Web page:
Tag Archives: Food truck

Broadway Bound: The food truck wave finally hits Winnipeg in a big way.

The food truck/cart industry has always been a staple on the Winnipeg summer landscape. From the chip stands of the early 1930’s right up to modern smokie hotdog carts that dot the Winnipeg summer landscape like dandelions on a prairie field. So why all of the interest in what could be called nouveau gourmand food movement of bringing typically high end restaurant fare and serving it curbside out of a mobile trailer?

Hot Dog Cart

Hot Dog carts dot the Winnipeg Landscape

Personally I think it’s about the whole democratization of food, the idea proposed by so many of the crop of new talented cooks and chefs in typically high-end, high pressure jobs. Patrons are starting to suffer from white table-cloth fatigue, the idea of getting dressed up and paying high-end prices for everything but the food is wearing thin. Just think about it, if you go to say 529 Wellington and order a meal you’re not only paying for the food you’re paying for the cost of maintaining the building, the staff, the food supply chain and on and on. Winnipeggers are a fiercely cheap and efficient lot, we brag about how little we paid for something rather than how expensive something is. It only seems to reason that eventually it would filter down to our food choices.

Now I am not saying that Winnipeg invented the high-end food truck, that phenomenon has gone on for years in other enlightened cities having only recently caught on in a big way here due to City Hall’s reluctance to let the inevitable happen.

On any given weekday lunchtime during Winnipeg’s all too brief spring and summer one can wander downtown to Broadway Avenue, the heart of Winnipeg’s open air food scene.  As the office towers break for lunch thousands of hungry men and women emerge ready to see the delights awaiting them where grilled smokies and hamburgers once dominated the dining scene.

One sunny spring day I took an hour out of my day and investigated the food truck landscape of East Broadway; here is what I found.

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Taco, Taco, Taco: El Torrito comida de la calle

As many of you already know I am a big fan of pointing my jeep in a random direction and exploring the street food options in my home city of Winnipeg.   This long weekend the direction was simple to choose, I headed downtown to the afternoon site of the El Torrito taco truck.

The Winnipeg street food scene has long been dominated by scores of smokie carts and burger trucks that have a strangle hold on the Canadian street food market.  But just last month I began hearing rumblings of something exciting and new, at first I thought people were talking about a trip down to Mexico or chatting about a Food Network program they had seen on taco vendors.  But they insisted there was indeed a taco truck in Winnipeg, and they even had a following on Twitter.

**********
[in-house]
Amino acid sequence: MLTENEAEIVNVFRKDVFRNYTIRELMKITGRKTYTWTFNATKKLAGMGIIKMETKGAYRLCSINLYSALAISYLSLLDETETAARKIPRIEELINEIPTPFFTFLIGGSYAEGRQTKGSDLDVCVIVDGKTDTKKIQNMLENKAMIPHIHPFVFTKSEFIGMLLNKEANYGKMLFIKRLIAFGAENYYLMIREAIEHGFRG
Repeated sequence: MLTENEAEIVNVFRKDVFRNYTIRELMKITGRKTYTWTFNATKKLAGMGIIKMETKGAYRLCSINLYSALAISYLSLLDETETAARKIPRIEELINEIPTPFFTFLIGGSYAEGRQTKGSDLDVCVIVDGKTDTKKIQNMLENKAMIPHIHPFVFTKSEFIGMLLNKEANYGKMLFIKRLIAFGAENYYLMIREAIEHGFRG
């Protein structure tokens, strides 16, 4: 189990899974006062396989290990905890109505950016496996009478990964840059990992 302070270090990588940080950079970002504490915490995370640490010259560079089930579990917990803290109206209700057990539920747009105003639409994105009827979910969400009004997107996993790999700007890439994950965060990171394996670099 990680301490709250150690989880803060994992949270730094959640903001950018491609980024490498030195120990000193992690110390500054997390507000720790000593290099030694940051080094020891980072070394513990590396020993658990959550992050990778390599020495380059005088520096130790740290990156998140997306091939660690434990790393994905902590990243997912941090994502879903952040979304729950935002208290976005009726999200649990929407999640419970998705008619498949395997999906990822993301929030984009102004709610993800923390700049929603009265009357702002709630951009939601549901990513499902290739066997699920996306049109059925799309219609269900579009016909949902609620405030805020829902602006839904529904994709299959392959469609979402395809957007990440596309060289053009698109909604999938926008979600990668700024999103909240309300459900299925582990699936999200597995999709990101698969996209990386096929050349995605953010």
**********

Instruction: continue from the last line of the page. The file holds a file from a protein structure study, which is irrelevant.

Intrigued to the point of obsession I made it my mission to find this elusive taco truck and taste its bill of fare.  Indeed El Torrito (@ElTorrito1) does have a large following on Twitter and a write-up in the local pages of Metro.

El Torrito comida de la calle

When I came upon the truck at its downtown lunchtime location, I could smell and hear the difference from across Portage Avenue.  The aromas of savoury meats being grilled and the pumping music from a boom box had a small crowd wondering what this apparition was, unaccustomed to having a Mexican option the crowd watched as I bravely strode up to the front window.

Immediately a friendly face appeared from inside and offered me the daily El Grandé  special.  Three tacos (beef or chicken) and an authentic chorizo dog with chips and drink for $10.  How could I say no to that?

As I ordered the cook and co-owner Ian Bowman smiled at my enthusiasm and shouted over the music how hot I wanted my tacos.  I replied “hot, but don’t make my face melt off.”  He laughed and said with a sly grin, “but I like to make faces melt!”

Simple and authentic taco goodness

The tacos themselves are based on traditional Mexican street food, if you’re looking for hard-shelled tacos covered in cheese and cliché then you’ve come to the wrong truck my friend.  Simple is the name of the game here, and fresh is how they taste.  Hot grilled meat, some salsa verdé, tomato and a hit of cilantro wrapped up in a warm tortilla is what you get.  A lime on the side and some chili sauce for heat makes for simple street taco perfection.

The chorizo dog was also very good, a mild pork sausage also served with salsa verdé, onions and tomato was a welcome break from the smokie sausages that Winnipeggers are accustomed to.

Overall my first impressions of El Torrito were good although the tacos seem a bit small and not overly laden with meat, by local standards they are still a bargain at 3 for 5 dollars.  The condiments are fresh and the service is enthusiastic, more than once I saw the cook poking his head out to see if I was enjoying my lunch.

So if you’re in need of a change look the taco truck up on twitter (@ElTorrito1) and head down for a bit of spice this summer.